Why Californians are furious at the utility company PG&E
The outages, which Pacific Gas & Electric said are expected to last several days, have inconvenienced residents and hurt businesses. Those who depend on electricity for medical reasons are now responsible for self-evacuating.
“We faced a choice between hardship or safety, and we chose safety,” said Michael Lewis, senior vice president of PG&E’s electric operations. “We deeply apologize for the inconvenience and the hardship, but we stand by the decision because the safety of our customers and communities must come first.”
Anger has boiled over, and now some people appear to be directing their frustrations on the utility company’s employees.
PG&E said on Wednesday that its Oroville office had been egged. California Highway Patrol reported that someone had fired a bullet into a PG&E vehicle on Tuesday night.
In a plea to the public, the wife of a PG&E worker took to Facebook and urged people to consider that their outrage might be misplaced.
“Whether you agree with the power outage or not, please remember that the guys you see out in the blue trucks working in the hard hats are not the people to lash out at,” photographer Katie Barbier wrote in a post that was widely shared.
“These men and women have families that they are trying to provide for (who’s power is most likely also affected). They are simply employees and have no say in any decision making so shouting profanities or resorting to violence towards PG&E workers will never do any good but it would instead hurt someone’s father, mother, brother, sister, husband or wife.”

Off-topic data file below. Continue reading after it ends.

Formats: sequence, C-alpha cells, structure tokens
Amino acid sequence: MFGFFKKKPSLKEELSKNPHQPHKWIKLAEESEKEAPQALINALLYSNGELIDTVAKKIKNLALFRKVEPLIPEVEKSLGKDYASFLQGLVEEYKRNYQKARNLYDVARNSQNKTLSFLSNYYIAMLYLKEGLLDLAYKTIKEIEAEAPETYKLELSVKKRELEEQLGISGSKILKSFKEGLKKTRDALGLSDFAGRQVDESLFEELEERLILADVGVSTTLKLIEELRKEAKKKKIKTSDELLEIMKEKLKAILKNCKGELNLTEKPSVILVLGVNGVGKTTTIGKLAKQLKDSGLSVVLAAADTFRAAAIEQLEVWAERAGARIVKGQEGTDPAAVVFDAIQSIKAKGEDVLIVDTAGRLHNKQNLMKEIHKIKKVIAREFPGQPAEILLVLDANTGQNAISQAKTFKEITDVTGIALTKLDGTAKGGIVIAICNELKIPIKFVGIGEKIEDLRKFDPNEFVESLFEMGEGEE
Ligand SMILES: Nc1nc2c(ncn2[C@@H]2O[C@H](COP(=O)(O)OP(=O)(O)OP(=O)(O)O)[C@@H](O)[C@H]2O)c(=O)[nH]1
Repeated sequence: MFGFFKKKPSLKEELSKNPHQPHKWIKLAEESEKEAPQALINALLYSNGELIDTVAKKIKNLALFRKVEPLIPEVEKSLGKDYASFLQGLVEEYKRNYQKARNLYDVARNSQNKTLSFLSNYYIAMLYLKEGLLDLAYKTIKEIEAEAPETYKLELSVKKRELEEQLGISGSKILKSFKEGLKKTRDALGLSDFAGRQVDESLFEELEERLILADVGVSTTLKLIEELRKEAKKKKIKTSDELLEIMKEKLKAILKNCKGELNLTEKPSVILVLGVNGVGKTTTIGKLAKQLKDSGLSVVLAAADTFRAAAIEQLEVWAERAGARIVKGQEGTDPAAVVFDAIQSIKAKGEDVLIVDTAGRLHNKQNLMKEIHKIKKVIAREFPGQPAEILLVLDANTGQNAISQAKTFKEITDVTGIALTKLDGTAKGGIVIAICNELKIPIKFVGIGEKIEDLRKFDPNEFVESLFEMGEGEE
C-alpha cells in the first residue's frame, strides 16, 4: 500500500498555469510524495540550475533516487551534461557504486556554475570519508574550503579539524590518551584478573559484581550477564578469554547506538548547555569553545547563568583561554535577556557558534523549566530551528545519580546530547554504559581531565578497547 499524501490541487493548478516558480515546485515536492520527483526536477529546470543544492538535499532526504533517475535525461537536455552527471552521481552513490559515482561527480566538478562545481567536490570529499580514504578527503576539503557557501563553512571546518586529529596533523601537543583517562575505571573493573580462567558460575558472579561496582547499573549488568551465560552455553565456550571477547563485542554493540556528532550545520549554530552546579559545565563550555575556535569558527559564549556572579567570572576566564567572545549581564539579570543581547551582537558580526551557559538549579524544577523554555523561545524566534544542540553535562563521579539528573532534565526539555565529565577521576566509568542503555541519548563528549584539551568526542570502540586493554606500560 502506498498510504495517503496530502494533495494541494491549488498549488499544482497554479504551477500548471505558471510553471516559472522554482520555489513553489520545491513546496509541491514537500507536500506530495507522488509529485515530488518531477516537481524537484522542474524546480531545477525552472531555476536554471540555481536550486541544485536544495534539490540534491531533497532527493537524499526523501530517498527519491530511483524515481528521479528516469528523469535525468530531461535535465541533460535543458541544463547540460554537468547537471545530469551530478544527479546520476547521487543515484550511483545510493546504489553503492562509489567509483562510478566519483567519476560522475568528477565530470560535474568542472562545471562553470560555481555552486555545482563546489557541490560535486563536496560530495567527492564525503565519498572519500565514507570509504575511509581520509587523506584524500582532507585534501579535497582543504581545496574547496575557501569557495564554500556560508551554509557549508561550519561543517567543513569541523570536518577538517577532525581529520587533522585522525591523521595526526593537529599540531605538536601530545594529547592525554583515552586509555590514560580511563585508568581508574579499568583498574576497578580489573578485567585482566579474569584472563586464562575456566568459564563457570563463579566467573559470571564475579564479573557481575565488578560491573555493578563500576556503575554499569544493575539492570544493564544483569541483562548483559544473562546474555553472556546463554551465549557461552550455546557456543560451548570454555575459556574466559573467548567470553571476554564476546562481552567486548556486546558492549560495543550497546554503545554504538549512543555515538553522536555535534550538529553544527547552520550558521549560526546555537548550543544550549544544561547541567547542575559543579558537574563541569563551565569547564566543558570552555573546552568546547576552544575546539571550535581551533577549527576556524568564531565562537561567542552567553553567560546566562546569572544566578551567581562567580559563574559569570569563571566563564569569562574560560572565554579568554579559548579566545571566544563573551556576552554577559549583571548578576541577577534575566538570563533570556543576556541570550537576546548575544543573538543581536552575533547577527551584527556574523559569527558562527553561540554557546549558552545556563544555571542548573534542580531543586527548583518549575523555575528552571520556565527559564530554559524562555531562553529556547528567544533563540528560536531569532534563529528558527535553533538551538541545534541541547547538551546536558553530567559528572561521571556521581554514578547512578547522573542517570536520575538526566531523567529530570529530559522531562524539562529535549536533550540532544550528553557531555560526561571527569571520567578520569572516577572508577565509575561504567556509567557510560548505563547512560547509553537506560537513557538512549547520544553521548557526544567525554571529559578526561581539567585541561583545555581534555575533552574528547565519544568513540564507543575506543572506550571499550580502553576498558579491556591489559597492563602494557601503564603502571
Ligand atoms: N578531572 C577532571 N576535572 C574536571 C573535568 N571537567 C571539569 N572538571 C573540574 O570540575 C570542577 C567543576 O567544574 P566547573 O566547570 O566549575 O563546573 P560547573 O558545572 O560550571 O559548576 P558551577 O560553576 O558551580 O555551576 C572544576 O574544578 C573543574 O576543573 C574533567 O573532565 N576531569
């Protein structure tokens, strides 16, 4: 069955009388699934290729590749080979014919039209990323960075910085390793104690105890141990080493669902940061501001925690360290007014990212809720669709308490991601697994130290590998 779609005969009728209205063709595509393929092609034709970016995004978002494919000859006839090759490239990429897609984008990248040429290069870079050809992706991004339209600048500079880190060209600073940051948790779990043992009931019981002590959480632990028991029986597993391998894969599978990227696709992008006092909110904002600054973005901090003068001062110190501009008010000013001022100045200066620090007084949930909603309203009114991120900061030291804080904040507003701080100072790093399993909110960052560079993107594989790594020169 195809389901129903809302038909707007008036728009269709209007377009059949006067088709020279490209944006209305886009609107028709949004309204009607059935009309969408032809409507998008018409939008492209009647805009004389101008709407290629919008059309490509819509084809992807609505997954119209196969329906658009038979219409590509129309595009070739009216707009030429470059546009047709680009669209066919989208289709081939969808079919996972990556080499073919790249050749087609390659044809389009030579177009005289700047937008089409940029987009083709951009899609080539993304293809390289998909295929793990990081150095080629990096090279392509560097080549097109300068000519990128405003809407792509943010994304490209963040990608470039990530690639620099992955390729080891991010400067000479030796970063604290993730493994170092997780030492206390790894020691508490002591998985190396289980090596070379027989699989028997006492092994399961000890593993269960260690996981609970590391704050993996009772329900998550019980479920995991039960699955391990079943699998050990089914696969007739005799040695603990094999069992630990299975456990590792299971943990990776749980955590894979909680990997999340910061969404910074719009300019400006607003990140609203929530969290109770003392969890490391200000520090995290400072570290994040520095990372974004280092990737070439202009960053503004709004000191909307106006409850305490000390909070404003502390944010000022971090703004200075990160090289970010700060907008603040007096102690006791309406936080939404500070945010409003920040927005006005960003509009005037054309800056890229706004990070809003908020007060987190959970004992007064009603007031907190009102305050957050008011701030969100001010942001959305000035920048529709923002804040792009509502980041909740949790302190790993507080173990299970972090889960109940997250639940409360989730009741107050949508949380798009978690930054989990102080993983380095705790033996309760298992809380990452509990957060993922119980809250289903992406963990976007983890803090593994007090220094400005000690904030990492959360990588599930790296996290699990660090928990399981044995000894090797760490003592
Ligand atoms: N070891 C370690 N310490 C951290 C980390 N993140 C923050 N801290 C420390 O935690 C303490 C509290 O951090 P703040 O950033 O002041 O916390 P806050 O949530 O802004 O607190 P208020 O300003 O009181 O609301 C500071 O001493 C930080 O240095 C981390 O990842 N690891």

Regardless of how people are choosing to vent their anger, for many Californians, this week’s power outages are just the latest misstep from PG&E.
The utility’s equipment caused wildfires
PG&E made headlines earlier this year when state investigators found the power company responsible for the 2018 Camp Fire, which killed 85 people and destroyed thousands of structures.
The California Department of Fire and Forestry Protection determined that electrical transmission lines owned and operated by PG&E had caused the Camp Fire, and that dry vegetation, strong winds, low humidity and warm temperatures helped it spread.
The power company came under pressure from billions of dollars in claims tied to deadly wildfires, and filed for bankruptcy in January.
Following criticism for its role in the devastating wildfires, PG&E warned it would proactively turn off electricity more often and to more customers in order to prevent risky weather conditions from downing equipment and potentially sparking wildfires.
In May, California regulators announced new guidelines that would dictate when and how companies like PG&E could implement such measures.
It has a history of intentional outages
PG&E has initiated several power outages just this year.
In June, the utility company cut off power to more than 15,000 customers in communities across California facing high risk of fires.
Late last month, the company shut off power to nearly 50,000 customers in northern California during dry and windy conditions. Earlier that same week, about 24,000 customers across three counties in the Sierra Foothills were left in the dark.
But PG&E’s history of massive blackouts goes back decades — many of them related to the California electricity crisis of the early-2000s.